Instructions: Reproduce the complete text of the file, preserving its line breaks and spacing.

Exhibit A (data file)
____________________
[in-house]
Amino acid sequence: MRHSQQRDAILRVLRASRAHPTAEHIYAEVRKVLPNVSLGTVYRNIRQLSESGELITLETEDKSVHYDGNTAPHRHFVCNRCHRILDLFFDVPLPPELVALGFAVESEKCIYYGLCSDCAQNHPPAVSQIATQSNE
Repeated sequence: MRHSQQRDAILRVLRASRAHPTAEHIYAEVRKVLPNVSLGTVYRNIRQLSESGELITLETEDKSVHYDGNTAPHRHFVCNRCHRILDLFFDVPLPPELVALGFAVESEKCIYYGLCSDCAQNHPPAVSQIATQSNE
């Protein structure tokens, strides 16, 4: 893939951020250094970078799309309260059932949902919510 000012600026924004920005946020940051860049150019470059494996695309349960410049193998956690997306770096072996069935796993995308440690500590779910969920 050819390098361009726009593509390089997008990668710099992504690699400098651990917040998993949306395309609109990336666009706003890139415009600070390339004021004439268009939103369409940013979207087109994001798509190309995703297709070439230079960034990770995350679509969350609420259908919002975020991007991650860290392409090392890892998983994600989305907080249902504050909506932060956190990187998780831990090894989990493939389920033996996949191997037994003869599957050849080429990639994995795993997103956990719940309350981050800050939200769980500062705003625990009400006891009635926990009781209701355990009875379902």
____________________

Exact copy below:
[in-house]
Amino acid sequence: MRHSQQRDAILRVLRASRAHPTAEHIYAEVRKVLPNVSLGTVYRNIRQLSESGELITLETEDKSVHYDGNTAPHRHFVCNRCHRILDLFFDVPLPPELVALGFAVESEKCIYYGLCSDCAQNHPPAVSQIATQSNE
Repeated sequence: MRHSQQRDAILRVLRASRAHPTAEHIYAEVRKVLPNVSLGTVYRNIRQLSESGELITLETEDKSVHYDGNTAPHRHFVCNRCHRILDLFFDVPLPPELVALGFAVESEKCIYYGLCSDCAQNHPPAVSQIATQSNE
């Protein structure tokens, strides 16, 4: 893939951020250094970078799309309260059932949902919510 000012600026924004920005946020940051860049150019470059494996695309349960410049193998956690997306770096072996069935796993995308440690500590779910969920 050819390098361009726009593509390089997008990668710099992504690699400098651990917040998993949306395309609109990336666009706003890139415009600070390339004021004439268009939103369409940013979207087109994001798509190309995703297709070439230079960034990770995350679509969350609420259908919002975020991007991650860290392409090392890892998983994600989305907080249902504050909506932060956190990187998780831990090894989990493939389920033996996949191997037994003869599957050849080429990639994995795993997103956990719940309350981050800050939200769980500062705003625990009400006891009635926990009781209701355990009875379902």